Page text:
Kathleen Martinez, an archaeologist at the University of Santo Domingo, has been searching for the lost tomb of Cleopatra for nearly 20 years. Now she believes she’s made a pivotal breakthrough.
Martinez and her team uncovered a 1,305 meter (4,281 feet) tunnel, located 13 meters (43 feet) underground, the Egyptian Ministry for Tourism and Antiquities recently announced — an architectural design experts called an “engineering miracle.”
“The excavation revealed a huge religious center with three sanctuaries, a sacred lake, more than 1,500 objects, busts, statues, golden pieces, a huge collection of coins portraying Alexander the Great, Queen Cleopatra and the Ptolemies,” Martinez told CNN.
“The most interesting discovery is the complex of tunnels leading to the Mediterranean Sea and sunken structures,” she added. Exploring these underwater structures will be the next stage of her search for the Egyptian queen’s lost tomb — a journey that began in 2005.
“My perseverance cannot be confused with obsession. I admire Cleopatra as a historical character. She was a victim of propaganda by the Romans, aiming to distort her image,” Martinez said.
“She was an educated woman, probably the first one who studied formally at the Museum in Alexandria, the center of culture in her time” according to Martinez, who said she admires Cleopatra as a student, a linguist, a mother and a philosopher.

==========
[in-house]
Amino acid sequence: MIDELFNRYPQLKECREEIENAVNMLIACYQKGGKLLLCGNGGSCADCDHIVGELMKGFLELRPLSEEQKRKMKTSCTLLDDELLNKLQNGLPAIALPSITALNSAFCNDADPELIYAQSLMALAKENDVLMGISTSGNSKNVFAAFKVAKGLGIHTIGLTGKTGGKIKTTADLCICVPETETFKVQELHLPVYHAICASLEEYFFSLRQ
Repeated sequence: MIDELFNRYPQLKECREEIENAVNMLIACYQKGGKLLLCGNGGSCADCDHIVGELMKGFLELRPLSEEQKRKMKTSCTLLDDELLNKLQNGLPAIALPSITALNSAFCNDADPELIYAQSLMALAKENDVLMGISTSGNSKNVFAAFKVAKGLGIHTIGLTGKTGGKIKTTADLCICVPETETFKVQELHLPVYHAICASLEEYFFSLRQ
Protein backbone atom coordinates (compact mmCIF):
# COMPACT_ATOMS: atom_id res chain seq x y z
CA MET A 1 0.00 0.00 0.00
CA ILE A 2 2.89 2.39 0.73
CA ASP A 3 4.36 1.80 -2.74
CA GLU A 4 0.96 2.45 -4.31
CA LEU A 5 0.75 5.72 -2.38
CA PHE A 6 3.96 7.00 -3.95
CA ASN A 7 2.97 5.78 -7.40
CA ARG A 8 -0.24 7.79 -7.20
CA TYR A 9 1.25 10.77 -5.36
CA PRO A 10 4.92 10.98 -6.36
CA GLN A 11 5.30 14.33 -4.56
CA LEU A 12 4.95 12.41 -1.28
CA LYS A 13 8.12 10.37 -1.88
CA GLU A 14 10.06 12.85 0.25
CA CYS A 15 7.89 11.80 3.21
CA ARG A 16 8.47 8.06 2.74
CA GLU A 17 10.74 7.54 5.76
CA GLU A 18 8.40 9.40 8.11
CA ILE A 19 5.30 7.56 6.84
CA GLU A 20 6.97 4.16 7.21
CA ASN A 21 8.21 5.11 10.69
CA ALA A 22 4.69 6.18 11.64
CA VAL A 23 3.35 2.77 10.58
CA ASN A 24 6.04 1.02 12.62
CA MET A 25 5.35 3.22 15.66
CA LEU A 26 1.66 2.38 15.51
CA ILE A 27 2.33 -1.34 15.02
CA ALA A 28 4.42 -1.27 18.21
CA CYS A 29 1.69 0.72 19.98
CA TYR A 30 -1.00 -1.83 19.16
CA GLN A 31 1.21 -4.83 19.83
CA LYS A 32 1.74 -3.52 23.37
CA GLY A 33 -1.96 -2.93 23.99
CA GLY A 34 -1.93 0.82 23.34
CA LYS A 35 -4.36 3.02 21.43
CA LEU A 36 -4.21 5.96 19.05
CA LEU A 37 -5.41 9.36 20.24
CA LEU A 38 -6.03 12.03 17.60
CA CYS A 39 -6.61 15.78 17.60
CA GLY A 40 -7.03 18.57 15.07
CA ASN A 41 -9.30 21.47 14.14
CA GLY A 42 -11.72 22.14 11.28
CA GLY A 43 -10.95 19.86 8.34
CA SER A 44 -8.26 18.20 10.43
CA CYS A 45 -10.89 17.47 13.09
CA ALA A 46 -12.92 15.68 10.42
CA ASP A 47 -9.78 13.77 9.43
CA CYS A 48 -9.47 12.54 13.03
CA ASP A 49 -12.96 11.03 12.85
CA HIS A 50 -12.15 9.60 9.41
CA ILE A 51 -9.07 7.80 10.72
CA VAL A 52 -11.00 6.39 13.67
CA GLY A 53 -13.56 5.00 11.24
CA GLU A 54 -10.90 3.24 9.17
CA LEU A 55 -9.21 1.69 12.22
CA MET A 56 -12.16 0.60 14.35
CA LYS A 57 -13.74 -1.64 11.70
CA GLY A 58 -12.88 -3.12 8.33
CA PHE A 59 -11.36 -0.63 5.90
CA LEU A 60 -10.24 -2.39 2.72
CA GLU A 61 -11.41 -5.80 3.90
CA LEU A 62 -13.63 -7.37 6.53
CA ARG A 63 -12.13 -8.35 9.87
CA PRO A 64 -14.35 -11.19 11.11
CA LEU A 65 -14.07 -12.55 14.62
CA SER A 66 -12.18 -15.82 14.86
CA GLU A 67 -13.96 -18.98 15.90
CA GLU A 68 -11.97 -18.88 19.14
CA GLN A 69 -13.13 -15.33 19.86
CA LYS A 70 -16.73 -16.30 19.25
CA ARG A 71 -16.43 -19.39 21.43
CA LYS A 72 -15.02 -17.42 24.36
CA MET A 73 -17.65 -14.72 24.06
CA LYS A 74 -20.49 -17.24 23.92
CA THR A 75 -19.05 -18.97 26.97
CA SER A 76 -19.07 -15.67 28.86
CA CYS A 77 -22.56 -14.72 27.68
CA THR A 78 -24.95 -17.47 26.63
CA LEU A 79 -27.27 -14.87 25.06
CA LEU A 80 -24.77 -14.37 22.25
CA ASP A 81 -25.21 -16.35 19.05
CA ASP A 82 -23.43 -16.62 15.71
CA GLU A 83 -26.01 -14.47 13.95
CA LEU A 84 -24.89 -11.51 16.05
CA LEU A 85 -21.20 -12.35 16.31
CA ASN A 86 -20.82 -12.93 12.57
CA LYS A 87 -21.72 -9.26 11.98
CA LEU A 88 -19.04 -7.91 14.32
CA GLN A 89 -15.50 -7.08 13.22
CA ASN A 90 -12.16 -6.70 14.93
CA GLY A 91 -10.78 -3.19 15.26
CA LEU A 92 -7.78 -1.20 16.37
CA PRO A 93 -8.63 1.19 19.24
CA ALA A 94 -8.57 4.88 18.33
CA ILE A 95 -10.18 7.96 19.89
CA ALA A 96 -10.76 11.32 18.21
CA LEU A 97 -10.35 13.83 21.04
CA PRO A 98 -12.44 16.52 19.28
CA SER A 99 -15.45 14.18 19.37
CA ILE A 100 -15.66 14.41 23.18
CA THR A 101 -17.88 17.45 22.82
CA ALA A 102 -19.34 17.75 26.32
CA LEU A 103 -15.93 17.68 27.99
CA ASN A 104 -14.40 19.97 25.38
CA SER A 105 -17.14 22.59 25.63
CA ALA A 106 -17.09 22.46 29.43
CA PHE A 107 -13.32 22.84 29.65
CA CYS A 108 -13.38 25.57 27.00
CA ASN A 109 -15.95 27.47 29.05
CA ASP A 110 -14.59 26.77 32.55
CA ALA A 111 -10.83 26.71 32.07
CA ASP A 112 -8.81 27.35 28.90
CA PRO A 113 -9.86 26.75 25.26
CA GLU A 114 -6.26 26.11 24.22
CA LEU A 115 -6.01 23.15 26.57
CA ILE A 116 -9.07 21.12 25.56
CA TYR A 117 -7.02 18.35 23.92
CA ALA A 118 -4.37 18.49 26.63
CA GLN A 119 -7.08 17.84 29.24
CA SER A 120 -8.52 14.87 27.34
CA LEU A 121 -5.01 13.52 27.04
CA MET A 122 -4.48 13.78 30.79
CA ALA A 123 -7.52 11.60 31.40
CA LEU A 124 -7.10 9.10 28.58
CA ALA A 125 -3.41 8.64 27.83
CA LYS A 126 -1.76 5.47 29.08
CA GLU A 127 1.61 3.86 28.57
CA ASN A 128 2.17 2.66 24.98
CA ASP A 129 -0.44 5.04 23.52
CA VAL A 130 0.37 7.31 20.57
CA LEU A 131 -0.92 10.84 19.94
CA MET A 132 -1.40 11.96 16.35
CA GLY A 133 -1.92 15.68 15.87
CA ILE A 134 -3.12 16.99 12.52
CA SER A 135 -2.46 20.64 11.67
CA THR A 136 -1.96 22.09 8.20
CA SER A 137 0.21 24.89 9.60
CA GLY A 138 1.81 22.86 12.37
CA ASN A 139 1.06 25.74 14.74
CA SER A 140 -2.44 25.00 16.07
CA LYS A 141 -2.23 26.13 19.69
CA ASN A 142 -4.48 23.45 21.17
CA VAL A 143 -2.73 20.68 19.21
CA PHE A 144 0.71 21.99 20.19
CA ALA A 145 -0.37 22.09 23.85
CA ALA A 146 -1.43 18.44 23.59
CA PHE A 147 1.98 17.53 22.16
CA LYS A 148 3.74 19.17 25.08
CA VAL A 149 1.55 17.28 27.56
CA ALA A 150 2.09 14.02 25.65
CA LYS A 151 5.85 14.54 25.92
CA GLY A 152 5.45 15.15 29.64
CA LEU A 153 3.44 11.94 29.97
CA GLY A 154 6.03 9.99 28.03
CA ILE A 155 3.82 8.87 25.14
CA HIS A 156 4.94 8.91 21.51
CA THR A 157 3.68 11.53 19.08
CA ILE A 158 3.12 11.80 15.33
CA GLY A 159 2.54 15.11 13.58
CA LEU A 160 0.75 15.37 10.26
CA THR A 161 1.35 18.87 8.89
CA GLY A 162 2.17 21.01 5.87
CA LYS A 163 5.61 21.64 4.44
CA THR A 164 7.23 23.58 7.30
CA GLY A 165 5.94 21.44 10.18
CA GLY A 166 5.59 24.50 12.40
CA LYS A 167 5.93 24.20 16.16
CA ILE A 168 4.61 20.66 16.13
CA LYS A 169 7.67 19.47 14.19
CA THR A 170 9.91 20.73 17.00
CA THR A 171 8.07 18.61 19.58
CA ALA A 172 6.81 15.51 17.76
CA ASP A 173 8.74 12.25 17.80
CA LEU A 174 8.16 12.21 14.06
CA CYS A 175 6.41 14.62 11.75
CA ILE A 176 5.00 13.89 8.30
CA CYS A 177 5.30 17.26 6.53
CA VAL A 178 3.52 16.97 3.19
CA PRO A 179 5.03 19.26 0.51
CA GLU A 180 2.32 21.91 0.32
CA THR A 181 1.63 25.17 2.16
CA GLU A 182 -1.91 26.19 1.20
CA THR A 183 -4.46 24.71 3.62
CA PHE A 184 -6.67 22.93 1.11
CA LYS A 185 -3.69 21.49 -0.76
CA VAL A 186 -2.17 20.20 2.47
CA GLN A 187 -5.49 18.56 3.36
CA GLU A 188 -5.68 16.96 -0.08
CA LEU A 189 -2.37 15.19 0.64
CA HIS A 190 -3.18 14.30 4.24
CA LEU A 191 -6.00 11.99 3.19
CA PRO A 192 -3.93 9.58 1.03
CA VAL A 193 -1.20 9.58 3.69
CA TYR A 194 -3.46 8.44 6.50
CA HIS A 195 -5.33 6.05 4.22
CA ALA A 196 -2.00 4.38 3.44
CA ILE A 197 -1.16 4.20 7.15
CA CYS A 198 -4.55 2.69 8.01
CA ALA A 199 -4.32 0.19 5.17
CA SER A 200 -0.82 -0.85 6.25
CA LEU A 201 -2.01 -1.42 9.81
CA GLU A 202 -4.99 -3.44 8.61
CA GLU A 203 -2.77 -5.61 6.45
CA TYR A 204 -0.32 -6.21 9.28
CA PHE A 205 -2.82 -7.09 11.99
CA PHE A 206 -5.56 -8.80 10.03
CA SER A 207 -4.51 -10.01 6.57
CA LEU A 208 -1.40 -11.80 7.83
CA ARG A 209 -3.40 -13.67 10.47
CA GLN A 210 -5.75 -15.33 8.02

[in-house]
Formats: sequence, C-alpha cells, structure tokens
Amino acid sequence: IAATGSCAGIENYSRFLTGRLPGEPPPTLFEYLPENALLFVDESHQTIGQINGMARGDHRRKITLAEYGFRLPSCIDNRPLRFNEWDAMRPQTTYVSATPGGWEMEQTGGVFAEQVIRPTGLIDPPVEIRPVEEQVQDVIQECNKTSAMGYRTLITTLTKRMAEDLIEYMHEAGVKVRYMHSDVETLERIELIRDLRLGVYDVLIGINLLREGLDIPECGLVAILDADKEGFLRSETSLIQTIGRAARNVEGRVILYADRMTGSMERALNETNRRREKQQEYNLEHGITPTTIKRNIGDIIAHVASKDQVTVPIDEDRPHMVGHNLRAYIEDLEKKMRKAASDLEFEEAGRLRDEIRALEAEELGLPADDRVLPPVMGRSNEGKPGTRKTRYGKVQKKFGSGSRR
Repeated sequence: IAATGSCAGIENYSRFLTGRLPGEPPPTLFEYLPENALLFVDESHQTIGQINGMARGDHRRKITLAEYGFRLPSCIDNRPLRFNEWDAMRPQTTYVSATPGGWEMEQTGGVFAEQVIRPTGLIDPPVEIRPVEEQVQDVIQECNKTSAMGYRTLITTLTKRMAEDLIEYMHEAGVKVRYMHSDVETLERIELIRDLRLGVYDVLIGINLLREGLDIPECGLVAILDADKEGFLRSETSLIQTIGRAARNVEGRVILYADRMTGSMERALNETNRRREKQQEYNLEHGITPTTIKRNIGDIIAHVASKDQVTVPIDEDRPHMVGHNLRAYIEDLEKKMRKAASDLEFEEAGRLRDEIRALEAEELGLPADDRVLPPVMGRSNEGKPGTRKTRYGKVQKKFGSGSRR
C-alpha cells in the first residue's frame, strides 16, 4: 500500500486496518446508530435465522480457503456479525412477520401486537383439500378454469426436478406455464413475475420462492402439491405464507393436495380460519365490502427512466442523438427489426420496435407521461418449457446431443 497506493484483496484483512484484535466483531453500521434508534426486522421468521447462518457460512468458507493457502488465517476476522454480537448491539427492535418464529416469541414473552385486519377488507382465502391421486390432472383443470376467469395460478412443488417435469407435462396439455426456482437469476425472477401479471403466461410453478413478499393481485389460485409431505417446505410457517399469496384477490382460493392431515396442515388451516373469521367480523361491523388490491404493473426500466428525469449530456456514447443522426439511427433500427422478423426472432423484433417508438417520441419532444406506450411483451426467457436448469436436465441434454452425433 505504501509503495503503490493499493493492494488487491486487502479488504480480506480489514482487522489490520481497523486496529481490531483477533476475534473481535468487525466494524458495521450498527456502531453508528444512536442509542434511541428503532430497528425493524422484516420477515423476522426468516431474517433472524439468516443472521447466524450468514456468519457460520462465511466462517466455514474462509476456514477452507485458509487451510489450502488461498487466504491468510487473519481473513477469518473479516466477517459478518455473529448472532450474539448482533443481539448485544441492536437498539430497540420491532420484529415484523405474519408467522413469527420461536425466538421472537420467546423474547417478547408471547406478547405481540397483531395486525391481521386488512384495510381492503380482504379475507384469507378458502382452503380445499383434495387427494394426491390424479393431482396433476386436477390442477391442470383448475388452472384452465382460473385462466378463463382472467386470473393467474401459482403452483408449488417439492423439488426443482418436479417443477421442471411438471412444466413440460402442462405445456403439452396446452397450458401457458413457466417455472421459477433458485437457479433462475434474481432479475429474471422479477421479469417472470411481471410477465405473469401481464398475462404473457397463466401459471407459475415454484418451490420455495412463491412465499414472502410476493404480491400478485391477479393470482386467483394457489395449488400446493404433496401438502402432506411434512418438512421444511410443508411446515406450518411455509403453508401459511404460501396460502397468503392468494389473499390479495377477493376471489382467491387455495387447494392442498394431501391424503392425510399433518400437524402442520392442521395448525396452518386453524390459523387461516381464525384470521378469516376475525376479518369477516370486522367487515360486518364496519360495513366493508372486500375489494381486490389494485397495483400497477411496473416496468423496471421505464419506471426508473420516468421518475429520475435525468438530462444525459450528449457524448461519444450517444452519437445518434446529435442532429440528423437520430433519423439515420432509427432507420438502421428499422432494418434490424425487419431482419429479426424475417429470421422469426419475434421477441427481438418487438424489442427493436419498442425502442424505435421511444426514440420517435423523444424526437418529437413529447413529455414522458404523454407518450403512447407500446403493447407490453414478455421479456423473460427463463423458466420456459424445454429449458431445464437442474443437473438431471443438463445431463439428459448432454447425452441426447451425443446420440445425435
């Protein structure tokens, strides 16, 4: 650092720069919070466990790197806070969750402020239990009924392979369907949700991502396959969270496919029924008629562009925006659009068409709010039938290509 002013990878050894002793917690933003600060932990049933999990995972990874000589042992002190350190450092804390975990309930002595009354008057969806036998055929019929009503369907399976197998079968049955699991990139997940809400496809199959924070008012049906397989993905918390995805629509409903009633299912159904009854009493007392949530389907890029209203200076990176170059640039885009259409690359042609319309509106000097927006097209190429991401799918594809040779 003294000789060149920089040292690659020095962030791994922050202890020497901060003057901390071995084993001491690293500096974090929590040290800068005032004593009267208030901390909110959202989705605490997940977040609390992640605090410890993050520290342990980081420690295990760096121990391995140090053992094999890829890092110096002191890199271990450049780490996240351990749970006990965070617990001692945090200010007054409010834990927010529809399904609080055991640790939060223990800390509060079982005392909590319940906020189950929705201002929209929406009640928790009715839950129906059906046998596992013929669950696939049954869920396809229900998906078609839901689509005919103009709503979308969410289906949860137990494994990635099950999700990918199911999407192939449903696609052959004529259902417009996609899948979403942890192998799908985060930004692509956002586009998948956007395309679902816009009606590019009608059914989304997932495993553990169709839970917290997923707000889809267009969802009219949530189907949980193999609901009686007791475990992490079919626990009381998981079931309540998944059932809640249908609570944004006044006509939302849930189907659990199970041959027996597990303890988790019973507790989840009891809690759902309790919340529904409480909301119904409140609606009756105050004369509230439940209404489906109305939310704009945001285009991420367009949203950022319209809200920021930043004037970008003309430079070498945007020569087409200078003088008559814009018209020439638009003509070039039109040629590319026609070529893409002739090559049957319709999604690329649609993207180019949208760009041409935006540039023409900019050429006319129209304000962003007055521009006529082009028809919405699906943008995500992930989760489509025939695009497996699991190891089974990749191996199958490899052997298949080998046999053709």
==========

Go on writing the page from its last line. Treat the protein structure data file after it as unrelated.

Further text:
When her husband, the Roman general Mark Antony, died in her arms in 30 BCE, Cleopatra took her own life soon after by allowing an asp to bite her by, according to popular belief. The moment has been immortalized in art and literature — but, more than two millennia later, little is known about where their remains lie.
A series of clues led Martinez to believe Cleopatra’s tomb might be located in the Temple of Osiris in the ruined city of Taposiris Magna, on Egypt’s northern coast, where the Nile River meets the Mediterranean.
Chief among them was the name itself. According to Martinez, Cleopatra was considered in her time to be “the human incarnation of the goddess Isis,” as Antony was considered to be that of the god Orisis, Isis’ husband.
Martinez believes Cleopatra may have chosen to bury her husband in the temple to reflect this myth. Of all the 20 temples around Alexandria she has studied, Martinez said, “no other place, structure or temple combines so many conditions as the temple of Taposiris Magna.”
In 2004, Martinez took her theory to Zahi Hawass, an Egyptian archaeologist who was then Egypt’s minister for antiquities affairs. Her project was approved a year later.
And after years of searching, Martinez feels she is getting close.
The excavations so far have revealed that “the temple was dedicated to Isis” — which Martinez believes is another sign that the lost tomb lies nearby — as well as the tunnels below the sea. Now, Martinez said, she is at “the beginning of a new journey” — underwater excavations.
According to a statement issued by the Ministry for Tourism and Antiquities, the Egyptian coastline has been battered by earthquakes over the centuries, causing parts of the Tamposiris Magna to collapse and sink under the waves.
This is where Martinez and her team are looking next. Although it is “too early to know where these tunnels lead,” she is hopeful.
If the tunnels lead to Cleopatra, “it will be the most important discovery of the century,” she said.